It’s impossible to walk the streets of Belfast city centre without being reminded of the vital role the city has played in the industrial, economic and political life of the UK throughout the centuries. As the capital of Northern Ireland, it boasts more than its share of striking and imposing buildings from throughout the centuries, and this rich architectural heritage is matched with a determination to move with the times – creating stunning new buildings and repurposing traditional structures and spaces.
Over seven million visitors a year make their way to Belfast, and this is reflected in the range of accommodation on offer in a fairly small area of the city centre. From the cutting edge boutique hotels of the bohemian Cathedral Quarter, to luxury five star accommodation along the waterfront, Belfast offers rooms of every type and size. Whether you’re a backpacker looking for a budget hostel or a family seeking the warm welcome of a family run bed and breakfast, you’ll be able to find the perfect base from which to explore.
Customs House Square
The area of Customs House Square offers a perfect illustration of the way in which Belfast, as a city, has moved on to offer a truly 21st century visitor experience without compromising on the beauty of its historical architecture. Customs House Square is located in the city centre, close to the River Lagan and the landmark of the Albert Memorial Clock Tower. This means it is easily reached no matter where your accommodation is based, and makes an excellent meeting point as well as being the perfect place to linger if you simply wish to while away a few hours watching the world go by.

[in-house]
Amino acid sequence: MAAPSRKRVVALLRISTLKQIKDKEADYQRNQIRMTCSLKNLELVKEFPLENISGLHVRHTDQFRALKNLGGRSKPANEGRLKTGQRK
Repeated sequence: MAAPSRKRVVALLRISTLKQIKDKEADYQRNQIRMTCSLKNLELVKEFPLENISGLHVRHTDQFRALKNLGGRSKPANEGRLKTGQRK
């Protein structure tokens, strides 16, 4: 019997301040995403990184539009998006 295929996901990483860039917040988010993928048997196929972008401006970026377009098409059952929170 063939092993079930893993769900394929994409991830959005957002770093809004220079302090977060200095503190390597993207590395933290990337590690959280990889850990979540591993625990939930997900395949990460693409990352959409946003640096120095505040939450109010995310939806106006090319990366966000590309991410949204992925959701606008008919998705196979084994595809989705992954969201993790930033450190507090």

The History of Customs House Square
The square is dominated by the presence of the Customs House itself, an Italianate structure built in 1857 and designed by Charles Lanyon, the architect responsible for many of the most striking buildings in Belfast. Other notable buildings surrounding the square include the Albert Memorial clock tower, the Northern Bank and McHugh’s Bar, which opened in 1711 and is one of the oldest surviving buildings in Belfast.
For many years during the 19th and early 20th centuries, Customs House Square achieved fame as the Speakers Corner of Belfast; large crowds would gather in the square in front of the Customs House and listen, or heckle, as orators stood on the steps and held forth on the burning issues of the day. Perhaps fittingly, the street lights located around the edge of the square are known, to this day, as “hecklers”.
Modern Customs House Square
The square in front of Customs House has undergone a £4 million redevelopment in recent years, becoming a pedestrianised public space that is used as a venue for a range of live events, concerts, performances, markets and street carnivals. Whether you’re lucky enough to be in Belfast when an event such as the Belsonic Music Festival, which is held there during August each year, is taking place, or whether you simply want to explore one of the most pleasing public spaces in Belfast, Customs House Square is definitely well worth a visit.